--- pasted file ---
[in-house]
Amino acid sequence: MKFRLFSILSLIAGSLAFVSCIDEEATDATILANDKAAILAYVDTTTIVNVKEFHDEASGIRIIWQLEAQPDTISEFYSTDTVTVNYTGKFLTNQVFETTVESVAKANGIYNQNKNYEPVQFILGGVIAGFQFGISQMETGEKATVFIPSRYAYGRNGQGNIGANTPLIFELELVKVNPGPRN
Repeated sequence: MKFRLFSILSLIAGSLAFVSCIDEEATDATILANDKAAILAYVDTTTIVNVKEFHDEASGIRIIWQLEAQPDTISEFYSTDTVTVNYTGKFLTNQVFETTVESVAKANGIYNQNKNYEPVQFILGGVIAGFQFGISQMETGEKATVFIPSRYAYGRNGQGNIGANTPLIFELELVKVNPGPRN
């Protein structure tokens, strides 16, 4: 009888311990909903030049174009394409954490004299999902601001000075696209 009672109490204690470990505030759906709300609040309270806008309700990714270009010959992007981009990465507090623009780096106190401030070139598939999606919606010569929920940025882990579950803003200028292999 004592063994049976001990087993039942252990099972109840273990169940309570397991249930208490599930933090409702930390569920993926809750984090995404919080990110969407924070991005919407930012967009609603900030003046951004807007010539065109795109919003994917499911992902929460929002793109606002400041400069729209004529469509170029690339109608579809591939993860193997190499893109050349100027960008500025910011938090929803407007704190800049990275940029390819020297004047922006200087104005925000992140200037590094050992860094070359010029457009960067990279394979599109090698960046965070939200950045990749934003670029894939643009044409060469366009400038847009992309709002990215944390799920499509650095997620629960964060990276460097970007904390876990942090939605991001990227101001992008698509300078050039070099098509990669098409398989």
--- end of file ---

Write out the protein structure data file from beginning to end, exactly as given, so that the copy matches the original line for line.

[in-house]
Amino acid sequence: MKFRLFSILSLIAGSLAFVSCIDEEATDATILANDKAAILAYVDTTTIVNVKEFHDEASGIRIIWQLEAQPDTISEFYSTDTVTVNYTGKFLTNQVFETTVESVAKANGIYNQNKNYEPVQFILGGVIAGFQFGISQMETGEKATVFIPSRYAYGRNGQGNIGANTPLIFELELVKVNPGPRN
Repeated sequence: MKFRLFSILSLIAGSLAFVSCIDEEATDATILANDKAAILAYVDTTTIVNVKEFHDEASGIRIIWQLEAQPDTISEFYSTDTVTVNYTGKFLTNQVFETTVESVAKANGIYNQNKNYEPVQFILGGVIAGFQFGISQMETGEKATVFIPSRYAYGRNGQGNIGANTPLIFELELVKVNPGPRN
């Protein structure tokens, strides 16, 4: 009888311990909903030049174009394409954490004299999902601001000075696209 009672109490204690470990505030759906709300609040309270806008309700990714270009010959992007981009990465507090623009780096106190401030070139598939999606919606010569929920940025882990579950803003200028292999 004592063994049976001990087993039942252990099972109840273990169940309570397991249930208490599930933090409702930390569920993926809750984090995404919080990110969407924070991005919407930012967009609603900030003046951004807007010539065109795109919003994917499911992902929460929002793109606002400041400069729209004529469509170029690339109608579809591939993860193997190499893109050349100027960008500025910011938090929803407007704190800049990275940029390819020297004047922006200087104005925000992140200037590094050992860094070359010029457009960067990279394979599109090698960046965070939200950045990749934003670029894939643009044409060469366009400038847009992309709002990215944390799920499509650095997620629960964060990276460097970007904390876990942090939605991001990227101001992008698509300078050039070099098509990669098409398989």